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day/night mode settings and intermittant night vision.

Discussion in 'Alarms, CCTV & Telephones' started by measureitonce, 11 Dec 2012.

  1. measureitonce

    measureitonce

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    Hi, could someone shed some light on what some of the day night menu settings actually do on my Twilight Nero camera?

    The auto/day/night/ext option is explained in the booklet, but these are not....

    1) LEAD TIME
    The selectable switching time from Day to Night and from
    Night to Day.

    The options are 1,3,5,10. What does this "time" do? the camera is not aware of the time of day, only light levels, so whats it for? is it seconds, minutes, hours?

    2) BURST
    Select BURST ON or OFF.

    What is it!?!?

    thanks
     
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  3. chaindaisy

    chaindaisy

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    You are using a colour camera which adds colour information to the signal (Chroma). Colours are dulled when the chroma ( Burst Level) is low and there may even be a loss of colour altogether if it is too low, hence a black and white picture and maybe lack of detail. If colour burst is set too high you'll get colour run, or flare, and obviously, very little detail. I don't know what your system is so this is a general note. If there is a mid range setting I would suggest you try that. At the end of the day, whether we like it or not, professional or amateur, a cctv camera is like anything else which we need to try on different settings for a few days until we are happy with the outcome. Since you already have switchable day and night settings it may be worth trying the Lead time at say 1 (should be minute) and go from there over a few days and nights. Personally, I would say that normally, Burst (Colour Burst) should be set to Off. More than prepared to be 'shot down in flames' on this one guys. Sorry I can't help any further.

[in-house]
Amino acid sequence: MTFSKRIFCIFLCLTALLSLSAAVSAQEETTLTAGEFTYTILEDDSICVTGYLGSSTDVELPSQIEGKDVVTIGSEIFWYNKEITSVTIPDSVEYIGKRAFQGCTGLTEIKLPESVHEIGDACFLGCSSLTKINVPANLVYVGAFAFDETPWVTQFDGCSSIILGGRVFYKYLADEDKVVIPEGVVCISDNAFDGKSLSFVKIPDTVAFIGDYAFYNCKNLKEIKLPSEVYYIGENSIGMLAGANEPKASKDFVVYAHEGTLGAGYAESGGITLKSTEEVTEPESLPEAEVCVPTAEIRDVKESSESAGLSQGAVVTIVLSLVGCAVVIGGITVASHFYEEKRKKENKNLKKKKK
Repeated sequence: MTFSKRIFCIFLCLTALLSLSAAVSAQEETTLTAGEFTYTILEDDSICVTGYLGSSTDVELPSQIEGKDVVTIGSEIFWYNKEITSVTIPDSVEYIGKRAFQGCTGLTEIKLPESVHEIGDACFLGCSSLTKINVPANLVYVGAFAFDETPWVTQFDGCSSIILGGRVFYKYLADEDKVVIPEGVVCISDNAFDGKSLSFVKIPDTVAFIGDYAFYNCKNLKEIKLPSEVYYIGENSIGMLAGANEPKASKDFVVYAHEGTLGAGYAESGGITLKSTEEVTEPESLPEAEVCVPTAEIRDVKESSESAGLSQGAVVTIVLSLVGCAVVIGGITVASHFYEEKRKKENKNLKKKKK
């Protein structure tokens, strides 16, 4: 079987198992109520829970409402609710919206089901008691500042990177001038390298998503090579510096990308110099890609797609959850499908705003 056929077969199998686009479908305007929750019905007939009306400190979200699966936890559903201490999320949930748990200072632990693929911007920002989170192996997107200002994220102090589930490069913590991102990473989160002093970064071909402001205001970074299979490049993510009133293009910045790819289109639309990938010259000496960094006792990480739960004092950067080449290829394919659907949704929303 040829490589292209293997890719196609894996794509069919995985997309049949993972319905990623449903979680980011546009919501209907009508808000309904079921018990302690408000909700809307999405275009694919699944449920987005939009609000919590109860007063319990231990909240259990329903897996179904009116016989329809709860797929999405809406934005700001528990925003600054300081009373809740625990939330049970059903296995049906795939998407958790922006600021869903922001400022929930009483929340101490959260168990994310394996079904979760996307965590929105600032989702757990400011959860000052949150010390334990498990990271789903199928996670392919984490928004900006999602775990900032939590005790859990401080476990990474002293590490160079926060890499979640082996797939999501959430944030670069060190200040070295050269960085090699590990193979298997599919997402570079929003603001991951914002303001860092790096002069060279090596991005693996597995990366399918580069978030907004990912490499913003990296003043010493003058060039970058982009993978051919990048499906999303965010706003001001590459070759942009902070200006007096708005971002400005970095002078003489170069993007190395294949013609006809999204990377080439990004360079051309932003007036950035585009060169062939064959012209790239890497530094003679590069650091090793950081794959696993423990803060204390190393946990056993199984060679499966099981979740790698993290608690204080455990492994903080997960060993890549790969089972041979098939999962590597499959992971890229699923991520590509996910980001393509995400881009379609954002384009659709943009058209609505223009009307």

4. measureitonce

    measureitonce

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    only option for burst is on or off. - easy to check the results I guess.